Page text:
[Mendele] Mendele Vol. 20.018

Victor Bers victor.bers at yale.edu
Wed Apr 13 20:53:43 EDT 2011

Mendele: Yiddish literature and language

Contents of Vol. 20.018
April 11, 2011

1) Dos yidishe lid (Harriet Weinstein)
2) Dos yidishe lid (Nadia Dehan-Rotschild)
3) R. Shimen (Fegl Timna)
4) tshipik (Sylvia Liff)
5) Yiddish in the University (Henry Sapoznik)
6) kusher (Eliezer Greisdorf)
7) Eric Byron (Jewish names used on early sound recordings)

Date: March 15
Subject: "Dos yidishe lid"

Re: Scott Meyer's query
The Yiddish song played on the YouTube video is "Dos yidishe lid," sung by 
Mordechai  Hershman (1888-1940). It is over 7 minutes long.

The rest of the soundtrack is largely comprised of music from the Kol 
Nidre service (Eli Eli), as well as music from Simchas Torah, etc.

I hope this helps.

Harriet Weinstein
Date:  March 17
Subject: "Dos yidishe lid"

ot dos iz der titl funem langn lid, durkhgevebt mit shtiklekh khazones, 
vos me derkent  oyfn film. Der zinger iz Mordkhe Hershman.  Der mekhaber 
iz Anshel Schorr un Sholom Secunda hot geshribn di muzik. Me ken gefinen 
di transliteratsye dort : http://

a grus di ale mendelyaners,
Nadia Dehan-Rotschild
Date: April 1
Subject: R. Shimen

In Lesson 24 of "College Yiddish," Rambam's famous Eight-Stepped Ladder of 
Tsedakah is attributed to R. Shimen.

Can anyone explain who is this R. Shimon and why does the textbook 
attribute the teaching to him?

The lesson begins on page 224 of the textbook:

"Mit iber tsvey toyznt yor tsurik hot in erets-yisroel gelebt a groyser 
yidisher lerer.
Geheysn hot er R. Shimen....."

Fegl Timna
Date: March 24
Subject: tshipik

Could anyone inform me of the meaning of the word "tshipik"?  My mother, 
who came from Pinsk, used this word, smiling, when she saw her small grand 
daughters sporting a hair style with a curl clasped by a bow or clip.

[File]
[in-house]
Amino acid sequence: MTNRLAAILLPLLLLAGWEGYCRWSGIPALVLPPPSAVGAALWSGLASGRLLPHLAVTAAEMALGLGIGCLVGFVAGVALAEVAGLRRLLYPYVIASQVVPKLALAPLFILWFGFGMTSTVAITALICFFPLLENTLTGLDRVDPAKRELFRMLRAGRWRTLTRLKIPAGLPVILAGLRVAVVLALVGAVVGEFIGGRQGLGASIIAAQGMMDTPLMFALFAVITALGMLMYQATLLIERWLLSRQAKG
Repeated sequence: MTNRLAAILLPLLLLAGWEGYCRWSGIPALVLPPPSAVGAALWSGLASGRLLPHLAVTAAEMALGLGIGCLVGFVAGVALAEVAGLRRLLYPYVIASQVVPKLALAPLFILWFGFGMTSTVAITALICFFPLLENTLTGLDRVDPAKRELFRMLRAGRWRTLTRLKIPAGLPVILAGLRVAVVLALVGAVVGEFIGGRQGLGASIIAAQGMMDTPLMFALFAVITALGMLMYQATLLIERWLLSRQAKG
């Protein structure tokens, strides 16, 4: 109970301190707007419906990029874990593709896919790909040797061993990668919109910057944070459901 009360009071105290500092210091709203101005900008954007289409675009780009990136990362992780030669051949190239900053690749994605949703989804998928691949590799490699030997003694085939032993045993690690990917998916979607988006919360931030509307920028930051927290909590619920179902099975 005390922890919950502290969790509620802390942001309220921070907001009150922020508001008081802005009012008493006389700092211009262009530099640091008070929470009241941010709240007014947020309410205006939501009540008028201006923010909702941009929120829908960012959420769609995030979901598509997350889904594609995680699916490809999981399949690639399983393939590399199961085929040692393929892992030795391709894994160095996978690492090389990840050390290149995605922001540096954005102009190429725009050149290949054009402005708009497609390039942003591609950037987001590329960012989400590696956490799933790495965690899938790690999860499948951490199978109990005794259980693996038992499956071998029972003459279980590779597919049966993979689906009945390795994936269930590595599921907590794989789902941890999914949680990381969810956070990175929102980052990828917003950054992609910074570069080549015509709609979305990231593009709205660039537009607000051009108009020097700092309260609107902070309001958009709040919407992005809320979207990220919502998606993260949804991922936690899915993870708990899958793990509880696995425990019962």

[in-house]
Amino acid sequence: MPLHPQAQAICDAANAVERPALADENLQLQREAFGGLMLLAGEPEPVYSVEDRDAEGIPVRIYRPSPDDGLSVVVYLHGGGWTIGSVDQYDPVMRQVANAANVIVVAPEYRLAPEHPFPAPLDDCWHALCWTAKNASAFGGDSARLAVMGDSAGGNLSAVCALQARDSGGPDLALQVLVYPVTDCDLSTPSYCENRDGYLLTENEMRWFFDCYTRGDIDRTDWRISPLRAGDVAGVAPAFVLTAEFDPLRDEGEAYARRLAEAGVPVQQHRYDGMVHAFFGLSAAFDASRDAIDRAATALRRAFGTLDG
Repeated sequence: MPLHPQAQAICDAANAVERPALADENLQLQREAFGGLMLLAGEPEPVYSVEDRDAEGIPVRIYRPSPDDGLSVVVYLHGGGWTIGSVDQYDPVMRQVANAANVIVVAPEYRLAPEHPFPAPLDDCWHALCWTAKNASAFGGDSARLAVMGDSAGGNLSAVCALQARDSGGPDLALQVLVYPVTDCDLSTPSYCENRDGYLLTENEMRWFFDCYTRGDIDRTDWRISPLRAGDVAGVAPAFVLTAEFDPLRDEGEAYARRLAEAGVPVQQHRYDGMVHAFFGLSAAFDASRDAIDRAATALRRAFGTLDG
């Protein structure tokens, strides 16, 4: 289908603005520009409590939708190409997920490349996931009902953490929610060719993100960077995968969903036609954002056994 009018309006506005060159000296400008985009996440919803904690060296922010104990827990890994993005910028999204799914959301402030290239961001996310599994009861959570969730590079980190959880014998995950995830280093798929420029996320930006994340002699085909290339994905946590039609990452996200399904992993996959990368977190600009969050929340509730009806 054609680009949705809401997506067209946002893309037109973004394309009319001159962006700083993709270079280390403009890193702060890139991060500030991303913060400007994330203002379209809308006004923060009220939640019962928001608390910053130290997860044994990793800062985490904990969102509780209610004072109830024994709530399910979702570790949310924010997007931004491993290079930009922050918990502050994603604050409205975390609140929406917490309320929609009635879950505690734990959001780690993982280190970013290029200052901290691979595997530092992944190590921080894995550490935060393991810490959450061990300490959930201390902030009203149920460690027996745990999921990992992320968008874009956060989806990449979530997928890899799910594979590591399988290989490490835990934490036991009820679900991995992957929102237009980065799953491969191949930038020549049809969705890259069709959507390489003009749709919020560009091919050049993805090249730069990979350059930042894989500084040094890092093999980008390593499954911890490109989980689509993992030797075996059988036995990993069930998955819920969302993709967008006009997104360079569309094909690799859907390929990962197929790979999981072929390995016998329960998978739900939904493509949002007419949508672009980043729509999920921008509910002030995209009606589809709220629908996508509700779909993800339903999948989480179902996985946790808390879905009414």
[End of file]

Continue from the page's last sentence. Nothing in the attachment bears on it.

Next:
Recently, reading a memoir in Yiddish by a writer who also hailed from 
Pinsk, I again encountered this word.  She described her aunts, at a 
festive family dinner, all dressed up with "tshipiks" in their sheitels.

Many thanks,
Sylvia Liff
Date:  March 15
Subject: Yiddish in the University

Can anyone tell me the earliest reference of when and where Yiddish was 
first taught at an American university?

A sheynem dank,
Henry Sapoznik

[Moderator's note: As far as I am aware, the first for-credit courses in 
Yiddish were
taught by Max Weinreich at City College, NY, in 1947. The brochure 
"Deutsch, Polnisch
oder Jiddisch?" by Germano-Judaeus, which was published during the German
occupation of Poland in World War I, translates an article from the 
"Varshever tageblat"
(17 February 1916). According to the article, a Yiddish language course 
was introduced
at Columbia University that year - the first such course at an American 
university. "The
well-known Professor Margullis" was appointed to teach the course.]
Date:  March 15
Subject:  kusher

This word reminds me of  "kutsher." which is the driver of a horse-drawn 
taxi or coachman.  The Harkavi includes it but not Weinreich.

Eliezer (Lazar) Greisdorf

Subject: Jewish names used on early sound recordings
Date: April 10

I am doing research on early sound recordings (1890s-1920s) and their 
relationship to ethnicity and race. Many of the songs and skits of this 
period play on ethnic and racial stereotypes, including the use of certain 
names to specify identity. I have a question about the Jewish names that 
were used on these early sound recording. By far the most common name 
assigned to Jews in recordings about Jews is Cohen. I assume the name was 
because few, if any, non-Jews would have the name Cohen. *Can anybody 
offer any other reason why the name Cohen might have been used to 
designate Jewishness?*

I also have a question about names used in recordings by Jews. It seems 
the two most popular names the authors employed were Mendel and 
Yente/Yenta. Yente/Yenta makes sense since it is associated with a gossip 
or busybody. "The Online Etymology Dictionary" states that Yenta/ Yente is 
a "'gossip, busybody,' 1923, from Yente Telebende, comic strip gossip in 
1920s-1930s writing of Yiddish newspaper humorist B.
Kovner (pen-name of Jacob Adler) in the 'Jewish Daily Forward.' It was a 
common Yiddish fem. proper name, alt, from Yentl and said to be ult, form 
It. gentile 'kind, gentle,' earlier 'noble, high-born.'" I assume that the 
association predates Kovner's use since the Yiddish recordings employ the 
name Yente/ Yenta at least as far back as 1916.
*My questions are: Does anybody have any information about when 
Yente/Yenta became associated with a gossip and busybody? Does anybody 
know whether there is a similar association with Mendel?*

Any help would be greatly appreciated.


Eric Byron
End of Mendele Vol. 20.018

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